New EU battery law could mean EOL for low-cost smartphones

Apple might have wriggle room for the iPhone when it comes to new EU laws to make smartphone batteries user replaceable — but the new regulations almost certainly spell the end of the cheapest devices.

Apple, iphone, battery, EU, regulation, smartphone, environment, Android

Apple might (or might not) be forced to make batteries inside iPhones user replaceable under new EU regulations, but the new laws likely mean the end of the line for super-cheap Android devices.

EU demands easily replaceable batteries

The big change is that manufacturers must put easy-to-replace batteries inside smartphones and tablets by 2027. These must be  “removable and replaceable by the end-user, leaving sufficient time for operators to adapt the design of their products to this requirement,” the EU says.

The idea behind the regulation isn’t just to generate additional work for product designers by forcing manufacturers to redesign their device. Nor is it intended to make Apple unhappy. Instead, the aim is to achieve key sustainability objectives, such as boosting battery recycling, making devices last longer, improving battery standards, and creating a circular economy in which precious minerals such as cadmium are better used.

As part of the latter, the law discusses “battery passports” intended to track the point of origin of materials used in cells, an effort to raise another barrier against the use of conflict minerals. The law also puts the onus on battery/device manufacturers to offer effective renewal, replace, and recycling schemes.

While a little onerous, in the context of accelerating movement toward sustainable manufacturing, most of this seems acceptable —  even to Apple.

The age of cheap smartphones is over

That’s because, in general terms, Apple is already doing most of this stuff. It already tries to audit conflict minerals used in its devices and has made serious commitments to recycling devices. The company also wants to build a circular manufacturing economy, which is also what the EU aspires towards; those green slides the company shares at every product reveal suggest similar aims.

That’s Apple, but many of the low-budget smartphones on the market aren’t supported by effective recycling schemes, and the components they contain might at times include minerals sourced from war zones. That’s why they're cheap, and also why their lower-quality batteries often don’t last as long as those in iPhones.

There’s a good reason iPhones dominate the global second user market — they tend to keep working, even if battery strength declines. Plus, they get software and security updates you don’t need to jump through hoops to install. They're designed to last, and Apple does have recycling processes in place — though the onus of the EU law suggests these may need to be extended.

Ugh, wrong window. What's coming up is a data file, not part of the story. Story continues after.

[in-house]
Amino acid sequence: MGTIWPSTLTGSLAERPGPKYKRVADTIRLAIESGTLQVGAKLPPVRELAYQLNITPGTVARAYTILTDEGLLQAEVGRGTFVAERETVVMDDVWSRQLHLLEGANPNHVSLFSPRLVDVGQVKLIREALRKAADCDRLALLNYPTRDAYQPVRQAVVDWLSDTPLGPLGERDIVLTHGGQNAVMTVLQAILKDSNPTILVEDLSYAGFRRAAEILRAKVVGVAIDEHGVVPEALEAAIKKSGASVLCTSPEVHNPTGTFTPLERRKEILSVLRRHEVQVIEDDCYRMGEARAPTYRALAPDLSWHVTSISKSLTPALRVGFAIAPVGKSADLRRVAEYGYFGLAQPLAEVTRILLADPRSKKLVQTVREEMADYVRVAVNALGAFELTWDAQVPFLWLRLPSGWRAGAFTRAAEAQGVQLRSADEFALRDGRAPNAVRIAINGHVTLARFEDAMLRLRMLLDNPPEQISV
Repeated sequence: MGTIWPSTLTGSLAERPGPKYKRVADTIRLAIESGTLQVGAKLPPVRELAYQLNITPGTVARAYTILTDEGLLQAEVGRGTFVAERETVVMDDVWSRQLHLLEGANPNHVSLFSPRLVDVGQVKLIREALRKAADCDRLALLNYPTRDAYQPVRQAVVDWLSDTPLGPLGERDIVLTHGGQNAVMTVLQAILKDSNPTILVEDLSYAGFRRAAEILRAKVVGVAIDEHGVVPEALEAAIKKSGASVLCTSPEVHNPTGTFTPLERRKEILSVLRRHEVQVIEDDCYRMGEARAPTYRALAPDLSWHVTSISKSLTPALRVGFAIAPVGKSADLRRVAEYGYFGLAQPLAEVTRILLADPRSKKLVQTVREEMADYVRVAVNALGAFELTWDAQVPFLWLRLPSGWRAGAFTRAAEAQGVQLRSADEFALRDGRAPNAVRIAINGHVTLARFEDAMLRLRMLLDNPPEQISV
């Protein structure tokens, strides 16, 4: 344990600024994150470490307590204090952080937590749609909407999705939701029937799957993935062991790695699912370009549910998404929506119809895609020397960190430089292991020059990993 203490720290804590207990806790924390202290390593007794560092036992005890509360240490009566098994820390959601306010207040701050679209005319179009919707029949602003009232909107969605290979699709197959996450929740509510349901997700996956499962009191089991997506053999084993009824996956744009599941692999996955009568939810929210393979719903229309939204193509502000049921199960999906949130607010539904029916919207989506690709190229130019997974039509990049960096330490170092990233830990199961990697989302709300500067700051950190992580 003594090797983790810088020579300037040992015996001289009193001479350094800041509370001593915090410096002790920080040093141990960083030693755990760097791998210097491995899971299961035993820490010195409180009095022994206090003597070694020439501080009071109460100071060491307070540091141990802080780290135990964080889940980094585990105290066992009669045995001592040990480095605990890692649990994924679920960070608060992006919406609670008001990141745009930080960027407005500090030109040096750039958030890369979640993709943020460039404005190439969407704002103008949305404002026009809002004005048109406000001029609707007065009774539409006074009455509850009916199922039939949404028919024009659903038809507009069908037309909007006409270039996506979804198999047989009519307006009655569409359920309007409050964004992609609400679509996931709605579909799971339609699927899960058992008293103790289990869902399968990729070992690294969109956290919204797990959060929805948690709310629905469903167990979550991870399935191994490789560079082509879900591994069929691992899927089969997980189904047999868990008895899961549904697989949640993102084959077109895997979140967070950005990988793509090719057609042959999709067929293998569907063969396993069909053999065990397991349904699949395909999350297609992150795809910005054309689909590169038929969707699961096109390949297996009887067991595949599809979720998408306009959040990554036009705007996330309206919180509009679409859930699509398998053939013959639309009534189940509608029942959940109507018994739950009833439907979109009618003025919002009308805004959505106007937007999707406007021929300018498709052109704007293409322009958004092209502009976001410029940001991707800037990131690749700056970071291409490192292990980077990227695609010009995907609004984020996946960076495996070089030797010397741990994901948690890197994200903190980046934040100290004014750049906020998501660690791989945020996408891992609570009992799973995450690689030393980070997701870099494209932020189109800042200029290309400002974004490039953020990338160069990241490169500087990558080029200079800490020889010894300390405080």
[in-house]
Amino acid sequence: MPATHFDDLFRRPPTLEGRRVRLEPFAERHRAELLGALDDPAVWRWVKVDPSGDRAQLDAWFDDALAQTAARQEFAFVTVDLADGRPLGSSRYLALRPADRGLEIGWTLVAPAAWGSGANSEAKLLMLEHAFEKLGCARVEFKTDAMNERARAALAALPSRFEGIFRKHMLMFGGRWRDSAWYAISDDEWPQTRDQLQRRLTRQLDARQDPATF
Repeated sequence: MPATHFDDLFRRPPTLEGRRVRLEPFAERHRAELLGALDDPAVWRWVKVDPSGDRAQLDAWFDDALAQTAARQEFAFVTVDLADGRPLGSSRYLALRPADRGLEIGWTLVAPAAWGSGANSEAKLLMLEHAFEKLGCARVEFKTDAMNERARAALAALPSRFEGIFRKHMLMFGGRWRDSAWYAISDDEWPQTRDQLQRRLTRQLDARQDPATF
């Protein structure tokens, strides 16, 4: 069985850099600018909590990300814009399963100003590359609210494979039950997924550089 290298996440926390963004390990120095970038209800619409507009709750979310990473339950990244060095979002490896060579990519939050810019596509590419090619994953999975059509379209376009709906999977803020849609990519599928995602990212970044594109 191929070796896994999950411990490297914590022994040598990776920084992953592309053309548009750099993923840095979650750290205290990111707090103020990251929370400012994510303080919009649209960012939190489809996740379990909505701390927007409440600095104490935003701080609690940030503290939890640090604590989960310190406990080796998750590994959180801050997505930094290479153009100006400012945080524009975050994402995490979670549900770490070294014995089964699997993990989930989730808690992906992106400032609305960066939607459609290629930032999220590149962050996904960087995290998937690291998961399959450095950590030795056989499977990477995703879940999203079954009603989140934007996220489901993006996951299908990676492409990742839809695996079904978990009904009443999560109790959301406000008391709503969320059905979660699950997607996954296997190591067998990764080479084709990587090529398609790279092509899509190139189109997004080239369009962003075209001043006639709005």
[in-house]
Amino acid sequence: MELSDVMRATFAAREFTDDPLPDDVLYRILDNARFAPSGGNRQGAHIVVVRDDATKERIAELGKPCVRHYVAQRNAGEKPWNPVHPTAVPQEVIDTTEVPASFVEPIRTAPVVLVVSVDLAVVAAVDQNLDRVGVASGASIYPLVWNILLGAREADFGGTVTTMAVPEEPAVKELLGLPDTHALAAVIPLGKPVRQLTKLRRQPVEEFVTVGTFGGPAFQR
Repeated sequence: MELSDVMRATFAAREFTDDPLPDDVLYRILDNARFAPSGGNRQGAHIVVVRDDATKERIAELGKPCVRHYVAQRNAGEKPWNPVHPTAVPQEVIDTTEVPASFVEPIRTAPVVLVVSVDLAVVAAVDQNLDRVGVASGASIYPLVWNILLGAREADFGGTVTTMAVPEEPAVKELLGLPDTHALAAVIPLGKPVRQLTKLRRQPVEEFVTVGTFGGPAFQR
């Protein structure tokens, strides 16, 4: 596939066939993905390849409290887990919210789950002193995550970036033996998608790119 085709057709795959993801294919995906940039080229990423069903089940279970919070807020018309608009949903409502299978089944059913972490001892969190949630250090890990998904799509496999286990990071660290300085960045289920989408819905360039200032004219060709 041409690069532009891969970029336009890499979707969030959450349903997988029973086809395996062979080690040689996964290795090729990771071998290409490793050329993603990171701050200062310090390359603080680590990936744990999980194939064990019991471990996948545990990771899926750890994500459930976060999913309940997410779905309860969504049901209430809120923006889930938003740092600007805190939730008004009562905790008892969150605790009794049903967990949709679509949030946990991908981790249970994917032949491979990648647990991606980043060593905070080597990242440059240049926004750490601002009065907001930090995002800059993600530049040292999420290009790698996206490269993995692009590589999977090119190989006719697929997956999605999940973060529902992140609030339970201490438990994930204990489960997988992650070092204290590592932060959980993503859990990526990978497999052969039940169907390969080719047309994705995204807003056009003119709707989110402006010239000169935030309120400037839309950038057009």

To some extent, the new regulations cast the death knell for cheaply made, shoddy electronic devices containing second-rate batteries, and should go some way toward reducing the amount of electronic waste chucked into landfills when these devices break in a matter of months.

There are other requirements

  • Manufacturers will be expected to collect 63% of portable batteries that would normally go to a landfill by the end of 2027, rising to 73% by the end of 2030.
  • Lithium recovery from waste batteries will need to be at 50% by 2027 and 80% by 2031.
  • Batteries will be required to contain a certain minimum quantity of recycled materials, such as 16% of cobalt.

What about the small print?

It's possible Apple may not be required to change iPhone design. One German news report claims iPhones with permanent batteries inside will not be subject to ban under these regulations. That report claims the law says it’s fine to have a built-in battery — if the cell is of sufficiently high quality (in this case it must offer at least 80% capacity after 1,000 cycles). The report also suggests exceptions for water-proof devices.

I’ve spent an entertaining morning searching through the EU act to try to understand how it could affect Apple in an attempt to confirm the German claims. It’s a dense document, so while I can’t confirm the exceptions will definitely apply to iPhones, the regulation does seem to suggest leeway exists for devices designed to meet high standards of performance and durability.

For example, the EU seems to have exemptions that might apply to iPhones, based around the fact Apple already offers an effective repair program. Apple could also make relatively small changes in future designs to make it easier for tech-savvy users to swap out their batteries through its self-service repair programs, which might bring it into line.

Another potential exemption is waterproofing. We’ve all heard that one of Apple’s future plans is to create fully integrated, sealed devices that use wireless charging. These would be waterproof, and in combination with battery health improvements and extension of its existing recycling and repair programs, suggest it might be able to remain within the constraints of the regulation while supporting the sustainability and circular manufacturing ambition it shares with the EU.

We should know more of this by 2027.

However, manufacturers that do not share Apple’s advantages — or proven commitments to sustainable manufacturing — will need to make big changes in their business models beyond just product design. That's why I believe the era of cheap Android devices is ending.

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Copyright © 2023 IDG Communications, Inc.

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